We’re very happy to announce Lucky Soul as the final band to join the line-up for this year’s festival.
We’ve also announced the full day splits for the festival, so if you’d like to see which bands are playing on which days, please head over to our line-up page.
After seven years away, Lucky Soul are now back with stunning new single ‘No Ti Amo’ – the first from their forthcoming third record, entitled ‘Hard Lines’, which will see a release on August 11th on Crystal Paris Records.
‘No Ti Amo’ unfurls slowly over seven, sun-kissed minutes, it’s as much a love-letter to ‘Tango In The Night’, Nile Rogers or Italo disco 12”s as it is rooted in the less-exotic realities of modern South London life. From its pizzicato strings to looped synth riff, ‘No Ti Amo’ is a perfect (re)introduction to a band who seem intent on trying something new, and also something wholly for themselves: the results feel escapist, romantic, and creatively rejuvenated.
It’s been seven years since Lucky Soul’s critically acclaimed second album, ‘A Coming Of Age’, and the band have since moved towards a vintage but contemporary mix of disco, protest-soul and electronica (from Larry Levan and early Madonna to Marvin Gaye, The Bee Gees, Altered Images and Daft Punk). “Disco is night music, but even the days are dark now,” writes Andrew. “I think we’re going through the same loss of optimism as in the ‘70s, so it feels natural to react against the coldness of the times with the warmth of disco.”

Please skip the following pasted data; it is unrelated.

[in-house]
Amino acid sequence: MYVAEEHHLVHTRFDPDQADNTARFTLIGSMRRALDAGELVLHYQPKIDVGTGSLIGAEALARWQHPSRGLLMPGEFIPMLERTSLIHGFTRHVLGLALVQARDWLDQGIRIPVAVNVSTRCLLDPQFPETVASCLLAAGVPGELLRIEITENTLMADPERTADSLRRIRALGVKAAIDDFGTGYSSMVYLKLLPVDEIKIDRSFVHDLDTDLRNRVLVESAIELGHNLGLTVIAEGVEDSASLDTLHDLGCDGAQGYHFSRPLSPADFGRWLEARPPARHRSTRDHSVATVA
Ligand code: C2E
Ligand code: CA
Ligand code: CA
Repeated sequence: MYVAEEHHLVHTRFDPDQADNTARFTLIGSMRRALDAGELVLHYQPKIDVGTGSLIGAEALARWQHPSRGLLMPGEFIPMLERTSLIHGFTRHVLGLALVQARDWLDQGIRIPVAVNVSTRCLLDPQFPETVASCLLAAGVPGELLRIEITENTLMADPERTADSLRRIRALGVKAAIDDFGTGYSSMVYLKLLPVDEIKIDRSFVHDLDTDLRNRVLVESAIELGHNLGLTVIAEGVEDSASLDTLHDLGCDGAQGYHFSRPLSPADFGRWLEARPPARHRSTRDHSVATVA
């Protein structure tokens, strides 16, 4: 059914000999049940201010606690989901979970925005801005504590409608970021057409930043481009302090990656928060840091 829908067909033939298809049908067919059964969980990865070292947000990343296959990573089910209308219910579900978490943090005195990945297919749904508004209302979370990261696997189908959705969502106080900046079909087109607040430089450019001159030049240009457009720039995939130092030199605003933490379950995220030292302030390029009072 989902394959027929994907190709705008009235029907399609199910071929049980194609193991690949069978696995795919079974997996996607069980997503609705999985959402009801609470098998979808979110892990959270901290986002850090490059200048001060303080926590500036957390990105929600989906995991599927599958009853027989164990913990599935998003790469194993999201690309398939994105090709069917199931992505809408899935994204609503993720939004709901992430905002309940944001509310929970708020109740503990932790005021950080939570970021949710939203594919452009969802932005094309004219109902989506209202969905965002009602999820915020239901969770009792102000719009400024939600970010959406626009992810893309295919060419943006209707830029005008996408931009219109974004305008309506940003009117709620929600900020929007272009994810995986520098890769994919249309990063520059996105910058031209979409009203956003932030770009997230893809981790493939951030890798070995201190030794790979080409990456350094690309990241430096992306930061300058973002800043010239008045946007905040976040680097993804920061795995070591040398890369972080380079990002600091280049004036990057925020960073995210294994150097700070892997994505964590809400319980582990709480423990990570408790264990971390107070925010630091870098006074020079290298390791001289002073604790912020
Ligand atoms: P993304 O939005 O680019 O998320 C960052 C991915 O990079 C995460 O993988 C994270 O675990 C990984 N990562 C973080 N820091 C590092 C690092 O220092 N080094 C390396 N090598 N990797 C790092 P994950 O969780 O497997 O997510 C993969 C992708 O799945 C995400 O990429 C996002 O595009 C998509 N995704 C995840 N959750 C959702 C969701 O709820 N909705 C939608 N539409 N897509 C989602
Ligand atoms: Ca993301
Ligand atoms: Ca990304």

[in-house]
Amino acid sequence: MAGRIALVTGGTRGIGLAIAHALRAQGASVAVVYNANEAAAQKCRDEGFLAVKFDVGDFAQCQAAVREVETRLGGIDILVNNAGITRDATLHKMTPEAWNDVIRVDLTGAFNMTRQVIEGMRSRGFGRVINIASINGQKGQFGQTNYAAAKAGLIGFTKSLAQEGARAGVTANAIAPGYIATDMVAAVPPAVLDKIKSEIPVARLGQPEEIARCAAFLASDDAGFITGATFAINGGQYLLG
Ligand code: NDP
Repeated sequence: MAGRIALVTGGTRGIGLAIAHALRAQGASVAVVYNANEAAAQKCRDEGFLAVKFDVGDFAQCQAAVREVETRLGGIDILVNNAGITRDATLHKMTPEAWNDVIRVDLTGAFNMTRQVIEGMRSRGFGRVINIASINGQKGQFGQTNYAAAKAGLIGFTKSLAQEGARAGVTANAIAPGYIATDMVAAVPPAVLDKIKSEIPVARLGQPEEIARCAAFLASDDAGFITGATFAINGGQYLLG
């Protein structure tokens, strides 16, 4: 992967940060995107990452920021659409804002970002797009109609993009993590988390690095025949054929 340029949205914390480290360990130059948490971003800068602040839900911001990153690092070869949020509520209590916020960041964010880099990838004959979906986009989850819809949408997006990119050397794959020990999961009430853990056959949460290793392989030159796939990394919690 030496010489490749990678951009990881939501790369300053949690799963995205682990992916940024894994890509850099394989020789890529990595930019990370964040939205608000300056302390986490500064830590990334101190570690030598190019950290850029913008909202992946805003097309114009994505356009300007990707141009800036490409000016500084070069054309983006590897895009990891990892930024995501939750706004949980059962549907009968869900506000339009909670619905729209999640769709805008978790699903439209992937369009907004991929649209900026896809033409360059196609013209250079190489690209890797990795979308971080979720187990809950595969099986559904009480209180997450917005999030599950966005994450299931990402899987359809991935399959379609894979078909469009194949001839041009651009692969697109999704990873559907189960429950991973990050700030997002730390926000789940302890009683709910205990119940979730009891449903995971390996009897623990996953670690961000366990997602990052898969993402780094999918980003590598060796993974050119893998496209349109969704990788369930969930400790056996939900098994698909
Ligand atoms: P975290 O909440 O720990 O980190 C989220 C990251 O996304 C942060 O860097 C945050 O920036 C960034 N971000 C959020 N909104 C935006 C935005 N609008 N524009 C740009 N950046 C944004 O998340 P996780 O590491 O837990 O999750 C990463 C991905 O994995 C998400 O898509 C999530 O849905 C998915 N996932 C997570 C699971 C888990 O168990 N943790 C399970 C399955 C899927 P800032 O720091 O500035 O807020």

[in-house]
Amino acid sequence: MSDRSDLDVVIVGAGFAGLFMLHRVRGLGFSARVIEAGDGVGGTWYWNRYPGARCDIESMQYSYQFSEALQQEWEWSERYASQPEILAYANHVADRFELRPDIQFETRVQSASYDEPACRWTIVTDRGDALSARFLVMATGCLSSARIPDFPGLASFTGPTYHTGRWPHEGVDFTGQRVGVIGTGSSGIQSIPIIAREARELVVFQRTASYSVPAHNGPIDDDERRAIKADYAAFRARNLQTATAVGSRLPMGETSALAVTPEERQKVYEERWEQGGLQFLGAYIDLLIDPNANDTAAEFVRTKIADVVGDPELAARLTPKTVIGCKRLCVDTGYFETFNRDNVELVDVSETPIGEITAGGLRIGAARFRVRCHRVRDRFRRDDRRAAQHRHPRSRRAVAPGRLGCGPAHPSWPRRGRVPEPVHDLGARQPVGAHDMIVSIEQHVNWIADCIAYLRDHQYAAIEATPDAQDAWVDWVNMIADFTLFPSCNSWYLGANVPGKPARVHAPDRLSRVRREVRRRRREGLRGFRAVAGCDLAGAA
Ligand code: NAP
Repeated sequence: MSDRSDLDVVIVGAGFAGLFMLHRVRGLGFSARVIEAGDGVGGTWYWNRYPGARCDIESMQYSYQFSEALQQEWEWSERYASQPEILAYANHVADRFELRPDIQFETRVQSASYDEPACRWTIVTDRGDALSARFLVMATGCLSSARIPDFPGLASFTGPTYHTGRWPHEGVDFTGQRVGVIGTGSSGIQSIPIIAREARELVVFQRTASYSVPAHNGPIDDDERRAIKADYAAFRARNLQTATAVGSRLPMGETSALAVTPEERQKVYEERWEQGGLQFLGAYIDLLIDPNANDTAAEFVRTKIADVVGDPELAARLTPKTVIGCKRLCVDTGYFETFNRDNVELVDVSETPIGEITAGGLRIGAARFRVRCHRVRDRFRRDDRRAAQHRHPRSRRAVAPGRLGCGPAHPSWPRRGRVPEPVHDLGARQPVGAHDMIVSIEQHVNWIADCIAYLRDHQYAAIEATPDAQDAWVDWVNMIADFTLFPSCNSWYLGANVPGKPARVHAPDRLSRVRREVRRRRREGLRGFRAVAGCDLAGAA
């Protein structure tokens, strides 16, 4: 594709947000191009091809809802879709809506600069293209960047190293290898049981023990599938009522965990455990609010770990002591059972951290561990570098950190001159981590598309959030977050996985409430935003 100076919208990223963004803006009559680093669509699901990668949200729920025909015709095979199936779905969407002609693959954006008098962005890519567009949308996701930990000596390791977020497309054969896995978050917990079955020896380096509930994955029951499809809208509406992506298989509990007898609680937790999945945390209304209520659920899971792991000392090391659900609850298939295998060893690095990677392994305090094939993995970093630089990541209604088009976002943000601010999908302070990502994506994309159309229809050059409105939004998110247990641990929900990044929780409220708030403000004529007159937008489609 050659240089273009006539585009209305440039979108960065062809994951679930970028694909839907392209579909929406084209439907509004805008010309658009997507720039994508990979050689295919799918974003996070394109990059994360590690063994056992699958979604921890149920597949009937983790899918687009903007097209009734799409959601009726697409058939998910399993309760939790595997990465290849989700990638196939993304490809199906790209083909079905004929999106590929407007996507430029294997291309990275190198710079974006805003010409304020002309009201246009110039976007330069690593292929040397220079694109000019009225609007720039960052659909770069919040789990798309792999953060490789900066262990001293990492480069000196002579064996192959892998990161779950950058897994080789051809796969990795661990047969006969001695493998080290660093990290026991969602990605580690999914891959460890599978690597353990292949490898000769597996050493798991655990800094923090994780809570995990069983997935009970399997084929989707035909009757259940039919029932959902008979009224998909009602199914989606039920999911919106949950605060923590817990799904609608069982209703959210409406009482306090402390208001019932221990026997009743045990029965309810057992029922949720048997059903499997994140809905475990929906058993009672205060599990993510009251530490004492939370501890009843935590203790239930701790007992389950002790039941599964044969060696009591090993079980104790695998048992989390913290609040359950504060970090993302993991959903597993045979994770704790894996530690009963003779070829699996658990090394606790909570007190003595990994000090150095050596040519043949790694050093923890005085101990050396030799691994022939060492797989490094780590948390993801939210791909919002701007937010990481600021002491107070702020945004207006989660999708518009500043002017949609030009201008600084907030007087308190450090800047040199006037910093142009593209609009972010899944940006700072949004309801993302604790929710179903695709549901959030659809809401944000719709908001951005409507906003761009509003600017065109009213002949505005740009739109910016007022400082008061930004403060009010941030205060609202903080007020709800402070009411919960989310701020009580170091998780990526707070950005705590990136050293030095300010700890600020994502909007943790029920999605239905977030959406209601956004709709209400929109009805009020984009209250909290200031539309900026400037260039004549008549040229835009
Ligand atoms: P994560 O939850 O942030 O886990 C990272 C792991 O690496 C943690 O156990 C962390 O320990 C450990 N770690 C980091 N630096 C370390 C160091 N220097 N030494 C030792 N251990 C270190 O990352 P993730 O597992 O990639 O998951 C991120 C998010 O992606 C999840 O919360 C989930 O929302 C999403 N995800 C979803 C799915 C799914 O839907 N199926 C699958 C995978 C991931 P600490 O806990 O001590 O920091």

Whilst the surfaces may shimmer, at its heart ‘Hard Lines’ is a record of frustration, anger, and – through it all – hope, written in response to a world which your new family must attempt to navigate. Soaring torch-song ‘(Hurts Like A) Bee Sting’, for instance, was composed shortly after the Tories got back into power in 2010, and completed to the backdrop of Brexit in 2016; the tougher, afrobeat-funk of ‘Livin’ On a Question Mark’, meanwhile, began life as the riot police marched through Camberwell in 2011, and discusses a timeless sense of disillusionment. Yet here are songs, too, of staying together, and pulling the people that matter close to you (see the sultry, progressively-stormy soundscapes of ‘One Touch’, or the bittersweet pop rush of ‘Too Much’).
Its slow-build conception may have led many to assume that Lucky Soul had gone their separate ways, but the steely determination, hard-won patience and self-described “obsession” of Laidlaw’s to get the band together again enriches the textured but instantly-infectious feel to ‘Hard Lines’. “Seeing the conkers fall every year,” he says now, “I said to myself: this needs to finish. In the end it took me to some really dark places of creative psychosis and I had to be threatened to finish it! But the last line on the record is “keep it together”, so there is hope too and a belief that love can save us. I guess becoming a parent also makes you think harder about the future.” Quite what that future holds for any of us may still be uncertain, but ‘Hard Lines’ suggests that it’s one with Lucky Soul back in it, right where they belong.